|resources:||Home Mailing List Installation and Usage CVS Bugs Notes|
Please note that leech does not appear to work correctly in Mozilla 1.0 or Netscape 7.0 PR1, at least on the Windows platform. Mozilla 1.1 is recommended.
Click the link above to install automatically, or right-click here to download the XPI manually.
You have to manually uninstall leech:
- Exit Mozilla, and close QuickLaunch if you use it
- Open your Mozilla/Chrome directory
- Delete the leech directory
- Delete the chrome.rdf file and the overlayinfo directory - these will be rebuilt when you restart Mozilla
As leech is now intended to work
with wget, you should first install wget. Most popular
Linux distributions will have binary packages (I myself have tested with
Debian). Windows users can download a binary as part of UnxUtils or the latest version
from Heiko Herold, and
OSX users can get it from macosx.forked.net
or build it themselves via fink.
Onto leech itself, and the first thing you will want to to do is configure leech. Open your preferences panel, and you will find leech under the Advanced section:
Unless you wish all downloads to go to the default "c:\downloads\" directory, enter the location you wish for downloaded files.
Next, edit the filetypes you wish to leech by adding or removing file extensions, separating each extension with a comma. Don't include spaces or the leading period.
If you wish to have the download manager window come to the front to confirm
your file downloads, check the box. A download manager window will not be opened if it isn't already, no
matter whether this box is enabled or disabled.
You also have a choice when it comes to what action is taken when a local file with the same name exists, as long as you are not using the wget method of downloading:
- Overwrite - the existing file will always be overwritten
- Prompt to overwrite - you will be asked if you wish to overwrite the file
- Ignore - the existing file will be saved and the new file will not be downloaded
- Always rename - a numeric prefix will be added to the new local filename automatically, e.g. holidaypic.jpg would become 2_holidaypic.jpg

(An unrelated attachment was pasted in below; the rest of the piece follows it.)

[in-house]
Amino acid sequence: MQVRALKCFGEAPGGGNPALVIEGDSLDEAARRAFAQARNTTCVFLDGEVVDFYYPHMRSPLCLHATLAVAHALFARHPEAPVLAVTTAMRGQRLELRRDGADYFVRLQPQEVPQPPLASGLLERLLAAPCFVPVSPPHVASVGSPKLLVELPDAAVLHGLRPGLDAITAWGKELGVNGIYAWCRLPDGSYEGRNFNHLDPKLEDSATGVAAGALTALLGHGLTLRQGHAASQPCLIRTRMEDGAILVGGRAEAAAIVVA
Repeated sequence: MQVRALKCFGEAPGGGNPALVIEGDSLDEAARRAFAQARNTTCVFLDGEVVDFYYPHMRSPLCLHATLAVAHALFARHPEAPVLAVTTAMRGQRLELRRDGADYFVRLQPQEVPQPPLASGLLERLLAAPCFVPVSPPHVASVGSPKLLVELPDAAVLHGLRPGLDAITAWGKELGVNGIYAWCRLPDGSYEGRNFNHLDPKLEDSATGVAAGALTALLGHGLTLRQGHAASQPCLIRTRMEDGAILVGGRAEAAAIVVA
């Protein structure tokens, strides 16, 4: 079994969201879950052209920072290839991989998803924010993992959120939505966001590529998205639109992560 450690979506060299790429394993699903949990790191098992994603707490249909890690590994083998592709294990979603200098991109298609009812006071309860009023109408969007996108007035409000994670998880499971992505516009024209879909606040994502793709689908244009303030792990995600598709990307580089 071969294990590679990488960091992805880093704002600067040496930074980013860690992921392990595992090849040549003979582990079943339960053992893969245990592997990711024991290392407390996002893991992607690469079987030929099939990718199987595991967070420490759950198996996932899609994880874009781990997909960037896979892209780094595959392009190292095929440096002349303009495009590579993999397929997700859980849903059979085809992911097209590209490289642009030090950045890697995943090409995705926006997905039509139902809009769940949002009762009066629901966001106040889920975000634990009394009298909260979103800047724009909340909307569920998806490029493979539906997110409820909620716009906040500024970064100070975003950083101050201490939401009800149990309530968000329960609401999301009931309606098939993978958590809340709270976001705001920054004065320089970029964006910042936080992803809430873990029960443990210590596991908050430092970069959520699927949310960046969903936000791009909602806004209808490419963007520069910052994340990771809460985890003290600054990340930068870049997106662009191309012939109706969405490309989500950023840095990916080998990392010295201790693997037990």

If you are using wget for downloading, any duplicate files will automatically
be renamed according to wget's built-in rules.
Now you must set the wget configuration. Enter the full path to
the wget executable in the space provided, as well as a location to store
a temporary file (does anybody know if there is an API call to get the system
temporary directory? Let me know!).
Currently there are three actual options for use with wget:
wget can automatically create subdirectories under your download directory when it saves files that fully match the site you are downloading from - choose whether or not to disable this option.
Ordinarily, wget will send its own user-agent string when accessing HTTP URLs, but some sites block what it thinks are spiders or web-bots. For this reason, you can set wget to use whatever your Mozilla user-agent string is.
Finally, you can change the behavior of the "Leech With Prefix" command - if enabled, the command will download the files with wget into a subdirectory that you provide (the prefix). If disabled, the native Mozilla download manager will be used, and the prefix will be applied to the filenames themselves.
Once you have your preferences set, you can begin using leech - just right-click anywhere on the page and select the download mode you want:
"Basic" is the default mode. Every file linked from the page that matches the file extension mask will be downloaded, simple. This works for most pages.
However, there are some sites that have referer protection on linked files
so that they cannot be downloaded this way. In a thumbnail gallery, for example,
you might be able to click on the thumbnails and display the full-size images
fine, but trying to leech them only results in you downloading a 1k file,
or an HTML page, or anything other than the image you want.
For these situations, you can use "Leech Separately". In this mode,
for each linked file a new browser tab will open and you will be asked to
save manually. When you're done, you can close the other tabs by right-clicking
your original page tab and selecting "Close other tabs". This is far
from an ideal solution, but it should work in most instances if you are unable
to download the files automatically, and still saves you a bit of effort
over having to right-click each image, Save Link Location As, etc.
leech 1.5 added a new method of
downloading however, by calling another program, wget, to handle the actual
downloads. wget has no problem at all with referer protection, as leech will force it to send the current
page as the referer - so to the server it looks just like any other web browser
accessing the files. Once you have wget configured, "With wget" is
quite possibly the only mode you'll need to use again - I'm only keeping
"Basic" and "Separately" around for those people who can't or won't get wget
"With Prefix" prompts you for some text that will be preprended to every
local filename, or will be used to create subdirectories if you're downloading
with wget (see preferences).
"Entire site from here" is different. Instead of just downloading
files linked from the page, it will download each web page, any associated
images, etc. It uses wget for this. It's important to note that
this mode follows every link it finds, recursively, so it could result in
a large download!